15 votes
Accepted

Does the abbreviation “ſ.” in this 1755 work mean “sine”?

If you look closely, you will note that the 's' is in blackletter script. According to long-standing German printing tradition, German words are in blackletter, Latin words in Antiqua. The German word ...
10 votes
Accepted

Latin suffixes in the noun "vertebra"?

There are two distinct words here: The noun vertebra. The adjective vertebralis, "related to vertebra". The adjective is derived from the noun, and both the noun and the adjective have ...
8 votes

What does "Scat." stands for in Latin?

In a word, yes. D.scat. means detur scatula (“let a box be given”) just like the following S. means signetur or scribatur (“let the following be prescribed”). It is also possible to interpret them ...
  • 2,926
7 votes
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How does purchasing provisions or catering semantically relate to facilitating phagocytosis?

The word opsonin actually comes from the Greek ὀψωνεῖν (opsōneîn), which, in turn, is the verb associated with ὄψον (opson), which is often translated as relish. It was an integral part of the Greek ...
7 votes

Does the abbreviation “ſ.” in this 1755 work mean “sine”?

The "long s" is an abbreviation for "sive" ("or"). The author is giving two alternative names for "vinegar".
  • 16k
7 votes
Accepted

What is "Sleep debt" in Latin?

The main word I'd use is the same as in English: insomnia (first feminine). See for example Pliny 18.115-119: Praevalens pulmentarii cibo set hebetare sensus existimata, insomnia quoque facere, ob ...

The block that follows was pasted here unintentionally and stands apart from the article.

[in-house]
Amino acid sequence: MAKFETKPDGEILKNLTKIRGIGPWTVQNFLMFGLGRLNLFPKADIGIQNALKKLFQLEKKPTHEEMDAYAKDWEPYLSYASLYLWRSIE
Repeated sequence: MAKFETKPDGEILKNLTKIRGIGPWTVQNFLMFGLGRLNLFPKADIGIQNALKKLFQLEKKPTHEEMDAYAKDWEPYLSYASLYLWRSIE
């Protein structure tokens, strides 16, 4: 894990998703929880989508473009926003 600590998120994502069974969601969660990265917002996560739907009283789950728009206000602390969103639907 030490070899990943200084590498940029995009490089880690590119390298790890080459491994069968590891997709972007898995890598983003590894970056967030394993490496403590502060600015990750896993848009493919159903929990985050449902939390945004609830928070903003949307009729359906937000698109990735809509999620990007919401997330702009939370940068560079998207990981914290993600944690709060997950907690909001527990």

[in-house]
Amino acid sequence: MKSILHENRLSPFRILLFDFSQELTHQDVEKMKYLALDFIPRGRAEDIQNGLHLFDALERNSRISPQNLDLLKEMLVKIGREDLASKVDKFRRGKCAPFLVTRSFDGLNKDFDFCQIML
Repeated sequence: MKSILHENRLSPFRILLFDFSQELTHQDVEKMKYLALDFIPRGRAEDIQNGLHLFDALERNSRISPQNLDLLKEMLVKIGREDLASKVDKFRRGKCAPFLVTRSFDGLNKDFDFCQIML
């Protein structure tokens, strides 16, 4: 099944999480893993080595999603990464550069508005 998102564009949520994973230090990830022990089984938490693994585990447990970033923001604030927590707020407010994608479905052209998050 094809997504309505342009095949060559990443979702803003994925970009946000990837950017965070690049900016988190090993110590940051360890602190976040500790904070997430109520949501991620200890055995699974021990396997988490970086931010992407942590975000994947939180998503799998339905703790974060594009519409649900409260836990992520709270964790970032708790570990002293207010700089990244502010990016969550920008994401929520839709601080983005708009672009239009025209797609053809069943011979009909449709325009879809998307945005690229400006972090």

• 54.9k
6 votes
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Pronunciation in medical terminology

As far as I can tell, there are no classical precedents for the specific form of the ending -oideus. It ultimately comes from Ancient Greek -οειδής, an ending found mostly on third-declension ...
  • 22.8k
5 votes

Why did the Romans link Autumn with earth and melancholy, Spring with air and sanguine, and Winter with water and phelgm?

The (Pseudo-)Hippocratean treatise “On the nature of man” proposes the theory of the four humours (blood, phlegm, yellow bile, and the imaginary black bile) as an explanation not only for diseases, ...
  • 16k
4 votes
Accepted

Why was 'haemophilia' created to mean 'A constitutional (usually hereditary) tendency to bleeding'?

Haemophilia was known to be hereditary very early, even if this disease has a complex transmission pattern, from mothers to sons. Wikipedia says it was already known from the ancient Hebrews who didn'...
  • 1,706
4 votes

Latin terms in (medical) clinical letters - UK

I'm in Australia, not the UK, but I've never encountered a GP who uses Latin either. I am, however, an ex-nurse, and I can assure you that while English is considered best practice, some Latin is ...
  • 8,421
2 votes

Translation of medical Latin from 1839

Some tips for the palaeographic part. By and large, your transcription is accurate, but I'd correct the following: l. 2: cachectica l. 3: labor intensus l. 6: pedes (in the paper mill, he was almost ...
1 vote

Suffixes and different stem words in transversarium and transversus?

While you're right that transversus is masculine and transversarium is neuter, the latter is not genitive, but these are actually two different words. The first can be broken into three parts: trans-, ...
  • 42.7k

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